- 1.
(Π _{0}, Π _{1})∼ Dirichlet(1,1), i.e., Π _{0} ∼ Uniform(0, 1).
- 2.
Each α _{ g }and β _{ g }has a non-informative prior.
- 3.
$p\left({\sigma}_{0}^{2}\right)\propto 1/{\sigma}_{0}^{2}$ and $p\left({\sigma}_{1}^{2}\right)\propto 1/{\sigma}_{1}^{2}$.
- 4.
μ _{1} has an improper prior.
- 5.
Joint independency among all the parameters.
Parameter estimation via Markov chain Monte-Carlo (MCMC)
In this section, we describe the Gibbs sampling algorithm [43] that we use to iteratively sample model parameters from their conditional distributions given the other parameters and the observed data. First, we evaluate the conditional distribution of parameters (α_{ g }, β_{ g }) characterizing the baseline expression distribution (λ_{ gi }). These parameters are separately updated using the Metropolis-Hastings algorithm. For the latent state z_{ g }and expression level change χ_{ g }, the state z_{ g }is first proposed and then χ_{ g }is sampled given the state. Lewin et al. [38] discussed this type of move with various choices of the mixture distribution. Details of our updates on the pair of (χ_{ g }, z_{ g }) are described in the Appendix. Mixing proportions (Π_{0}, Π_{1}) and hyper-parameters for the mixture distribution (${\sigma}_{0}^{2}$, ${\sigma}_{1}^{2}$, μ_{1}) are sampled from their conditional posterior distributions which can be derived in closed forms.
DE classification and false discovery rate estimation
The method was implemented in R and is available at http://bioinformatics.med.yale.edu.
Results and discussion
Simulations
Simulations based on the model assumptions
The first part of the simulation was conducted to examine the performance of the proposed approach when the data are generated under the model assumptions. For 10,000 genes and 10 individuals, we simulate expression counts both before and after treatment according to Equation 1. Library sizes are sampled uniformly from 7 to 18 millions and relative expected baseline expression λ_{ g i }are drawn from a Gamma distribution with shape 0.1 and rate 1,000. For simplicity, we consider a two-component log-normal mixture model for effect size. For the null genes (90%), the log-scaled effect is sampled from a normal distribution with a mean 0 and a standard deviation (σ_{0}) 0.1, whereas the log-effects are sampled from a normal distribution with mean (μ_{1}) of 1.5 and standard deviation (σ_{1}) of 0.5 for the non-null genes. For the simulation studies, the true library sizes are used for the parameter estimation.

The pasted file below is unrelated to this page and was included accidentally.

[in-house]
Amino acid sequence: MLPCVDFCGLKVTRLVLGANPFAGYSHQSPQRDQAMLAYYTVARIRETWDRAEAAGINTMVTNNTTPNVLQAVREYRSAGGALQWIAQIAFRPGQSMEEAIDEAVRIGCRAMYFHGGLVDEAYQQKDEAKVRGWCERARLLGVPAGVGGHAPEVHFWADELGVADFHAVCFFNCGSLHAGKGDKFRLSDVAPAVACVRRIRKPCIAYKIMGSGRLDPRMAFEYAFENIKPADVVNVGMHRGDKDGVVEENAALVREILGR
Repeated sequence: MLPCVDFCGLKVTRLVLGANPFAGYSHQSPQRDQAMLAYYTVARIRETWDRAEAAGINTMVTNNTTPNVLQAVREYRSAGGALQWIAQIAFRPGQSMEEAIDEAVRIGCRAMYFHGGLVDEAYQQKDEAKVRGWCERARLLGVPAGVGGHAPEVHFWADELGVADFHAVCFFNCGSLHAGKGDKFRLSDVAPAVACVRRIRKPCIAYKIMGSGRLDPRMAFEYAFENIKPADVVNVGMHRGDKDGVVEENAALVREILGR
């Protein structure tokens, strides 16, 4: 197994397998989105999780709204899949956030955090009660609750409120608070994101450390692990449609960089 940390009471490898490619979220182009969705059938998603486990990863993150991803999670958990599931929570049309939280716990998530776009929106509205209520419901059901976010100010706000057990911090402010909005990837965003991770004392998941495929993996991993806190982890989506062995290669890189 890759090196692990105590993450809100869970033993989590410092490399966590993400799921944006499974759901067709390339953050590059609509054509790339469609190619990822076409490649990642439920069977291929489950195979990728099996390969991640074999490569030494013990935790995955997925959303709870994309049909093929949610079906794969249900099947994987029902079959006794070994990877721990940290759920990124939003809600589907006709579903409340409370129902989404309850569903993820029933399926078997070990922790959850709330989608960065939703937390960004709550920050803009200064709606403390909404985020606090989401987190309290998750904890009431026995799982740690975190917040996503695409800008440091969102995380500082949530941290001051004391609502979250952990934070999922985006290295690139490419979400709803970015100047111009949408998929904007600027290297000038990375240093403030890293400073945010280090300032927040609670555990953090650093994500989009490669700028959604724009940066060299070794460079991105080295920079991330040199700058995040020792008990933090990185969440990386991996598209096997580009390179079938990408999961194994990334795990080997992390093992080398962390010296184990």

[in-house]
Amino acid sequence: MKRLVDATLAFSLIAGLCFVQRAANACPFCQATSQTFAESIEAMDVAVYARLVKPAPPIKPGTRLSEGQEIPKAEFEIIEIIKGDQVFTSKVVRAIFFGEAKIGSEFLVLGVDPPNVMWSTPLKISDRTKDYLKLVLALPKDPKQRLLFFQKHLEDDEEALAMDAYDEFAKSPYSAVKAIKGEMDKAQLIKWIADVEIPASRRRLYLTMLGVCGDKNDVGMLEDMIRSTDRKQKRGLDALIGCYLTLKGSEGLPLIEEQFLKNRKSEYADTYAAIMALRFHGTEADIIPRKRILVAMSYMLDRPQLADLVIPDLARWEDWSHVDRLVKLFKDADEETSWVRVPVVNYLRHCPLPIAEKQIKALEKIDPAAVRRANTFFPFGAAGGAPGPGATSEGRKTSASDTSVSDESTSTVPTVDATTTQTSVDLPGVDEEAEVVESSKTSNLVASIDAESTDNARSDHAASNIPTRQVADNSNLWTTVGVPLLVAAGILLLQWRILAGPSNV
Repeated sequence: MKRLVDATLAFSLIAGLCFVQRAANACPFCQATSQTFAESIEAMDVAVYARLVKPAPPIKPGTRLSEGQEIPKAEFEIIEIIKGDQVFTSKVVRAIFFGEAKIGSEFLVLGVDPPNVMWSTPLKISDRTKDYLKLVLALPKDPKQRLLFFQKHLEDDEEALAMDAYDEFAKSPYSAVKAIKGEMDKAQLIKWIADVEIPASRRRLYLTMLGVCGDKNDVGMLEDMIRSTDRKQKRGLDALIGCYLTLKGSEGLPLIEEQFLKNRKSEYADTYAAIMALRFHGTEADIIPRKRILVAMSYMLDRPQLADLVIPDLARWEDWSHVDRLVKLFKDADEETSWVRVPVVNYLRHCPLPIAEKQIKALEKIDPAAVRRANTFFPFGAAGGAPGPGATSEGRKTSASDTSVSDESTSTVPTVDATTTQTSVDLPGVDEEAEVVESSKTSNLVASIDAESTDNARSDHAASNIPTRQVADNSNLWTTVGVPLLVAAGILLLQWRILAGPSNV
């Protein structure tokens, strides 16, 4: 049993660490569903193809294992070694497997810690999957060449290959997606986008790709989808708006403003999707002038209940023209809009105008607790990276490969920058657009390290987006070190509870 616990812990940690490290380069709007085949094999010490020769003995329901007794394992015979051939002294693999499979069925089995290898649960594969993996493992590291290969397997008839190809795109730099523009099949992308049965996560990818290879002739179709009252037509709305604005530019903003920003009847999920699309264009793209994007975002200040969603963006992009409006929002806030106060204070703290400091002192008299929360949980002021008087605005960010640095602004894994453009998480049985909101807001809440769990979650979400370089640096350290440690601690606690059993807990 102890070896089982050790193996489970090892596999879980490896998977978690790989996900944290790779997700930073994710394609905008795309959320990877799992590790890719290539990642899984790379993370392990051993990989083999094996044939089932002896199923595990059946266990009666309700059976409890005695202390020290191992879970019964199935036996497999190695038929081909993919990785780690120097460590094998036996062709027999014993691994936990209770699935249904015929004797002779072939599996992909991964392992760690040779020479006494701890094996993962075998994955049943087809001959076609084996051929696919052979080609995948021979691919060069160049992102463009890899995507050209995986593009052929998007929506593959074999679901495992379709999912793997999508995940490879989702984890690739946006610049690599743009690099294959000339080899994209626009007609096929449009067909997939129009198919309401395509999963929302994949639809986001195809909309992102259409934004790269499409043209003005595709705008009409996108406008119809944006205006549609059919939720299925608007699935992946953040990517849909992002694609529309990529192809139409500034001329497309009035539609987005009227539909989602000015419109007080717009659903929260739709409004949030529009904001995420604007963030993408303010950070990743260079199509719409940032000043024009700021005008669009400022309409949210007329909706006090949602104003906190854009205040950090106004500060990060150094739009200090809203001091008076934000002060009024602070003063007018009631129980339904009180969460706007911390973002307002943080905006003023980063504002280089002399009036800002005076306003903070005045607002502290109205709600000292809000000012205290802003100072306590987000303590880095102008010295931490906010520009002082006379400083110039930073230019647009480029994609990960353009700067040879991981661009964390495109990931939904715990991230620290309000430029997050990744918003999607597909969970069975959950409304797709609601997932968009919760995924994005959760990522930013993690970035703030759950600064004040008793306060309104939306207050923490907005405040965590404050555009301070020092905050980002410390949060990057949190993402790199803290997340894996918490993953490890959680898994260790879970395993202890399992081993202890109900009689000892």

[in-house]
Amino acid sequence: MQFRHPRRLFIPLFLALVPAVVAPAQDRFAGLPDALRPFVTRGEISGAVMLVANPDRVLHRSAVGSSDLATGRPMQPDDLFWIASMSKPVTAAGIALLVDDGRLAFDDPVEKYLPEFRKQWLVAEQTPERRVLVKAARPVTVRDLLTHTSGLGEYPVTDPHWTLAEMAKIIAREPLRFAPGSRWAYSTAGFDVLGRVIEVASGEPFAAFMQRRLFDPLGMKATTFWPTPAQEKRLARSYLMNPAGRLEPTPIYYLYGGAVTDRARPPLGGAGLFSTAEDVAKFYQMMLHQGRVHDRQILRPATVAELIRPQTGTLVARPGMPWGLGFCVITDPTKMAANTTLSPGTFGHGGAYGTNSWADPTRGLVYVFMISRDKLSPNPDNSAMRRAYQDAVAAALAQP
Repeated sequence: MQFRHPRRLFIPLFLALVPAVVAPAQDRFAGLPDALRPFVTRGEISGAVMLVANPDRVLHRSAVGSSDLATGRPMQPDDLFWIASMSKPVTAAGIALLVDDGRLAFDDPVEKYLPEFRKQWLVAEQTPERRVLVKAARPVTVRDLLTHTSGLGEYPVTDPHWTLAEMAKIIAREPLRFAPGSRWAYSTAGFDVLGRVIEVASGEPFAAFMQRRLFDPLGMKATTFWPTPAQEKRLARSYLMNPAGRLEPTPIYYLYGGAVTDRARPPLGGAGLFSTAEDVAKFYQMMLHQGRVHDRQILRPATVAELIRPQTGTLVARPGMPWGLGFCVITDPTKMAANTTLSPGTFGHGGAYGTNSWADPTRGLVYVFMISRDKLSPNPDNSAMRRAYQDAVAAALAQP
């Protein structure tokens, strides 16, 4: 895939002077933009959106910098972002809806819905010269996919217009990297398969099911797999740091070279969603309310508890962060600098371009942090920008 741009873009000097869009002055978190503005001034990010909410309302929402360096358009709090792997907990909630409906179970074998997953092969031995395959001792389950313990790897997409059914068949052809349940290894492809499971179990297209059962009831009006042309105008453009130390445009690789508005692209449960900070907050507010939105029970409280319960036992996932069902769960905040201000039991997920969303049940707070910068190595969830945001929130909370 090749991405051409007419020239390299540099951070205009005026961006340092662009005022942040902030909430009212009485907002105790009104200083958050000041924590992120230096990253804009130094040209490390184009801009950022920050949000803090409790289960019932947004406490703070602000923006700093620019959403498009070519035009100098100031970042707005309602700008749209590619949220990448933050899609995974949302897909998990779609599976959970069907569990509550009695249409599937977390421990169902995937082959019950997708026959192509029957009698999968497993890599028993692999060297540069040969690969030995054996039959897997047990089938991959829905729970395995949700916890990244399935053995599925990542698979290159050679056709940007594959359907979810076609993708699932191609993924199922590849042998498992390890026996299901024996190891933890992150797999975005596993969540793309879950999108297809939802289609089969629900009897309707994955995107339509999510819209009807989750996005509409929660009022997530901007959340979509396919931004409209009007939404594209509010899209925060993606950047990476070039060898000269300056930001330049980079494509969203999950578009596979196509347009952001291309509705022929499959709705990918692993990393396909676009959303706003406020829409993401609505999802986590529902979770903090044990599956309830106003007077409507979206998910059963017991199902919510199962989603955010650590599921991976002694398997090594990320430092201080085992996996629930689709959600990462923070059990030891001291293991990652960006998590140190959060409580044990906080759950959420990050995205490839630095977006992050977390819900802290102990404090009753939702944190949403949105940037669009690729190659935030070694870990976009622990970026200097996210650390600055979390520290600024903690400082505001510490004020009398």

Posterior means of the parameters in the model
Parameters | True parameter | Posterior mean |
---|---|---|
${\sigma}_{0}^{2}$ | 0.01 | 0.013 (0.002) |
μ _{1} | 1.5 | 1.501 (0.015) |
${\sigma}_{1}^{2}$ | 0.25 | 0.238 (0.015) |
Π _{1} | 0.1 | 0.099 (0.001) |
Simulations based on the empirical data
In the second part of the simulation, we assume that the expression abundance is measured for 5,000 genes simultaneously before and after a given treatment. The number of individuals is set to be 10 for the relatively larger sample case (cases 1 and 4), 5 for the medium (cases 2 and 5), and 3 for the relatively smaller sample case (cases 3 and 6). The size of each library is randomly sampled from 1.8 to 3 million to have simulated count distribution compatible with the real data distribution. The infected set of the RNA-seq data (Data Section, Qian F. et al. for details) was used as the expected baseline count data to mimic the observed mean-specific dispersion. First, we sample 5,000 gene indices with replacement to get the expected baseline expression. Expression counts from the selected indices are summarized by a matrix where rows from this data matrix correspond to the selected genes in the original data matrix and columns correspond to individuals. Then, the relative expression (λ_{gi, i = 1, …, N}, Equation 1) is computed proportional to the total counts in each sample.
Among 5,000 genes, the first 4,000 are assumed to have no change (z_{ g } = 0) and their log-fold changes, log(χ_{ g }), are sampled from a normal distribution with a mean of 0 and a variance of 4 × 10^{-4}. For the rest of non-null genes, we considered the following two scenarios. An empirical set-up (cases 1, 2, 3) utilizes nominal fold change from the uninfected data set. Cases 4, 5, and 6 consider a theoretical setup, where the log-scaled fold change is drawn from a normal distribution with a mean of zero and a variance of 1. We further filter out non-null genes whose true fold changes are less than 1.4.